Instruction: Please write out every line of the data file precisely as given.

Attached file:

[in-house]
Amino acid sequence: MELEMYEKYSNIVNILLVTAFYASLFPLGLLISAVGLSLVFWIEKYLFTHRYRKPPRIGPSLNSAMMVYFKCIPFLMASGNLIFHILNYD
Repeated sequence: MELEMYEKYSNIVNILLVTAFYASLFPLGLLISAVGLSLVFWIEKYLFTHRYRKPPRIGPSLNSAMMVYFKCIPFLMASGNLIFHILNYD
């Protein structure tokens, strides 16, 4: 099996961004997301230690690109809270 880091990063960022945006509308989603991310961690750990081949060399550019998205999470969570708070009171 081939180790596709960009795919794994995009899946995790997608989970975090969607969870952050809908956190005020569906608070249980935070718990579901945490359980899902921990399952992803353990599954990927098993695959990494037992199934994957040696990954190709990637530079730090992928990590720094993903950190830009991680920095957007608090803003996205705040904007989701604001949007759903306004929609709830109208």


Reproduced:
[in-house]
Amino acid sequence: MELEMYEKYSNIVNILLVTAFYASLFPLGLLISAVGLSLVFWIEKYLFTHRYRKPPRIGPSLNSAMMVYFKCIPFLMASGNLIFHILNYD
Repeated sequence: MELEMYEKYSNIVNILLVTAFYASLFPLGLLISAVGLSLVFWIEKYLFTHRYRKPPRIGPSLNSAMMVYFKCIPFLMASGNLIFHILNYD
């Protein structure tokens, strides 16, 4: 099996961004997301230690690109809270 880091990063960022945006509308989603991310961690750990081949060399550019998205999470969570708070009171 081939180790596709960009795919794994995009899946995790997608989970975090969607969870952050809908956190005020569906608070249980935070718990579901945490359980899902921990399952992803353990599954990927098993695959990494037992199934994957040696990954190709990637530079730090992928990590720094993903950190830009991680920095957007608090803003996205705040904007989701604001949007759903306004929609709830109208």